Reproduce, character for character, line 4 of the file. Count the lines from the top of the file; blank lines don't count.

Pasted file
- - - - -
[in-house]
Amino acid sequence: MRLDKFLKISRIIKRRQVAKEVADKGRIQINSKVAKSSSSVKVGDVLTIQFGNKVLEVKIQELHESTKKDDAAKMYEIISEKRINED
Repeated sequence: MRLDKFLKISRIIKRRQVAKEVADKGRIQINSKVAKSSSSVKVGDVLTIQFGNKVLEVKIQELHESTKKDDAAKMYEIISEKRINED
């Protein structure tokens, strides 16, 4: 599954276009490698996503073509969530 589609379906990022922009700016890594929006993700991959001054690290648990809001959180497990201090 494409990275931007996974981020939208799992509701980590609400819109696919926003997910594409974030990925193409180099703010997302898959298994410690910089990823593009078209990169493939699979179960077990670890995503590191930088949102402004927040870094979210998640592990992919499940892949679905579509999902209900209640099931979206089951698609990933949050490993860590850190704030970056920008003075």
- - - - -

């Protein structure tokens, strides 16, 4: 599954276009490698996503073509969530 589609379906990022922009700016890594929006993700991959001054690290648990809001959180497990201090 494409990275931007996974981020939208799992509701980590609400819109696919926003997910594409974030990925193409180099703010997302898959298994410690910089990823593009078209990169493939699979179960077990670890995503590191930088949102402004927040870094979210998640592990992919499940892949679905579509999902209900209640099931979206089951698609990933949050490993860590850190704030970056920008003075």